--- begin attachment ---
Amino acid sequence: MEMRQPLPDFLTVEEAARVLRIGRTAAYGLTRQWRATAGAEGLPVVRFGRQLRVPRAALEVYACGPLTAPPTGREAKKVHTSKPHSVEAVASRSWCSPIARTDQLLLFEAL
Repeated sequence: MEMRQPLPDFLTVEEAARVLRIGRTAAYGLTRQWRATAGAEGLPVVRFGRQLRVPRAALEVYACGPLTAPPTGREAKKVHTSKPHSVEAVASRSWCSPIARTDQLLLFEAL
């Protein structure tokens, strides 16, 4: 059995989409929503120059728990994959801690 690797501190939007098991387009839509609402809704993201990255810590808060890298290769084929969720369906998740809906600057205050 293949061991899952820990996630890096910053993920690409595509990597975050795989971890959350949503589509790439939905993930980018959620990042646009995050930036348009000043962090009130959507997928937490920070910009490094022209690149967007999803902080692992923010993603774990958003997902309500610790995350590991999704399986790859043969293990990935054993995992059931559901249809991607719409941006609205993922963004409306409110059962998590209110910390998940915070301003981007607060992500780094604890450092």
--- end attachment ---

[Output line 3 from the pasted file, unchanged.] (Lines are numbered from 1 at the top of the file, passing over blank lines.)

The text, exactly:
């Protein structure tokens, strides 16, 4: 059995989409929503120059728990994959801690 690797501190939007098991387009839509609402809704993201990255810590808060890298290769084929969720369906998740809906600057205050 293949061991899952820990996630890096910053993920690409595509990597975050795989971890959350949503589509790439939905993930980018959620990042646009995050930036348009000043962090009130959507997928937490920070910009490094022209690149967007999803902080692992923010993603774990958003997902309500610790995350590991999704399986790859043969293990990935054993995992059931559901249809991607719409941006609205993922963004409306409110059962998590209110910390998940915070301003981007607060992500780094604890450092």